In an email, Texas A&M spokesperson Jason Cook said the large student body has not caused the university any problems.
“University officials here anticipated the increases and planned accordingly, so the effects of the larger student body have been manageable,” Cook said.
Fall 2012 marked the 15th consecutive year Texas State has set a new record for its enrollment. Total enrollment was at 34,229, up from 34,113 last year. Texas State saw its second largest incoming freshman class at 4,251 students.
Texas Tech has also seen a steady increase in its enrollment figures for multiple years. This is the fourth consecutive year of increased enrollment. Logan said Tech has been working on increasing its enrollment since 2008. He said the university’s goal is to reach 40,000 students by 2020.
Logan said the increase is designed to be gradual so that Texas Tech’s resources are not taxed.
“At this point we have not reached a critical increase that has challenged the resources of our institution,” Logan said. “We are trying to be conservative in the effort in growing the enrollment.”
He said the university is responding to the steady increase with new resources. For example, Texas Tech opened a new residential hall this year.
University of North Texas saw a 9.2-percent increase in its first-year enrollment to 4,444 students.
The University of Houston also saw an increase in its total enrollment but a decrease in first-year students.
Despite enrollment increases in many Texas universities, the U.S. Department of Education released a report Tuesday that found the number of undergraduates in the country dropped from 18.65 million students in 2010 to 18.62 million students in 2011.
Printed on Wednesday, October 10, 2012 as: Enrollment increases across Texas
The Joint Oversight Committee on Higher Education Governance, Excellence and Transparency held its last hearing on higher education governance Friday. The following quotes are from the hearing.
“In my voice, I spoke out to the best of my abilities.”
— UT System Chancellor Francisco Cigarroa’s response to a question from Zaffirini on why he didn’t do more to defend higher education institutions during the period of turmoil earlier this year. Cigarroa defended his actions and said he spoke to other chancellors and editorial boards, made statements to emphasize his position and published op-eds.
“As I say, I’ve exercised that [liberty], I’ve done it, I’ve been criticized for it, but I haven’t been…”
— President William Powers Jr. on a question from state Sen. Judith Zaffirini on whether he feels he has the liberty to defend faculty from faulty external attacks without negative repercussions. Powers fumbled through the question but later agreed with Zaffirini’s sentiment that he has been criticized though not chastised or fired for it.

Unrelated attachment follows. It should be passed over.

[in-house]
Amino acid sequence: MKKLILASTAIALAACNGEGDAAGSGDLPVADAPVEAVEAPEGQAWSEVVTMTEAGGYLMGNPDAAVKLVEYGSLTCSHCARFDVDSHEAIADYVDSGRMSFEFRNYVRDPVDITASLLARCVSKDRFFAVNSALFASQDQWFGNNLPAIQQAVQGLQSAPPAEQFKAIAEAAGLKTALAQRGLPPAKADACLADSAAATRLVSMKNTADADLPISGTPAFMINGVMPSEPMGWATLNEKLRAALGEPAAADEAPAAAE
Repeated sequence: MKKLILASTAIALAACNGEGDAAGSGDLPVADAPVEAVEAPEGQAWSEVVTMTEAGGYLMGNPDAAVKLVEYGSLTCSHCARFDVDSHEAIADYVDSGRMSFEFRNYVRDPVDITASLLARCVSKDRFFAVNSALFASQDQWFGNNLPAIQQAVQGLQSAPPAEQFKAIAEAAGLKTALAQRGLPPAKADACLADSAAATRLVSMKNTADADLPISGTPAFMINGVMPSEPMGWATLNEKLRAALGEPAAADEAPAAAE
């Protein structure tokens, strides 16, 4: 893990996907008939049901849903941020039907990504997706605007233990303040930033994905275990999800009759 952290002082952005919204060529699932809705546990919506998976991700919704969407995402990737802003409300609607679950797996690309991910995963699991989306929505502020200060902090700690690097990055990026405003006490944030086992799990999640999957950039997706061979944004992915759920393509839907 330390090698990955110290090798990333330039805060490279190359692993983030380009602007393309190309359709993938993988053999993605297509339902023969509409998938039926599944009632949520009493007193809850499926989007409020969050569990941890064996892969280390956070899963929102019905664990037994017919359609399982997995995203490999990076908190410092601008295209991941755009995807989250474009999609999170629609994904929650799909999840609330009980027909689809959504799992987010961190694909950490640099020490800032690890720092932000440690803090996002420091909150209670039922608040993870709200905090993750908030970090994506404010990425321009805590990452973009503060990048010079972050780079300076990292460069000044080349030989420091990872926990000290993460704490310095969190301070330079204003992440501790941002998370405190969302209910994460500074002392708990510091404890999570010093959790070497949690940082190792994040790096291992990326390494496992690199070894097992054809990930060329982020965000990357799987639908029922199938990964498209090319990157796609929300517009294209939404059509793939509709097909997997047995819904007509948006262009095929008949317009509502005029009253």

“I went from 160 students to 500. So I was making a lot of money for Texas Tech University so someone could teach six kids on how to play the oboe or Latin IV or something like that. I don’t think that’s the proper wording.”
— Kent Hance, chancellor of Texas Tech University System, talking about his past days as a business law professor at the Texas Tech University Law School in the 1970s. Hance said Texas Tech has faculty productivity reports that look at teaching loads — similar to the maligned “black and red report” at Texas A&M — and said it was important to have those numbers as long as they are not the only measurement tool. Hance and former A&M System Chancellor Mike McKinney were the only chancellors in the state invited to the now infamous 2008 conference hosted by Gov. Rick Perry and oilman Jeff Sandefer regarding the Seven Breakthrough Solutions.
“On the communication on issues like at Penn State, I am absolutely confident that our governance structure would not have had that information bogged down somewhere ... God willing, we won’t have that kind of problem ... I am absolutely confident that those lines of communication are open and that kind of information would have been off to the police and to the right reporting agencies of the state within a day, probably by the end of the day..”
— Powers on whether he feels the right channels of communication are in place to prevent the catastrophe at Penn State. A grand jury report found that high officials at Penn State, including the athletic director and a vice president, did not report a report of sexual abuse by a former assistant coach, which was witnessed by a graduate assistant and relayed by the head coach.
“If I were to reflect back on this — [on] was there adequate communication between the boards, the chancellors, the presidents, the universities ... our greatest asset is our faculty, students and staff, and if they’re not engaged in that conversation to establish the best policy, then governance is compromised.”
— Cigarroa on evaluating the communication breakdowns that sparked the higher education controversy earlier this year.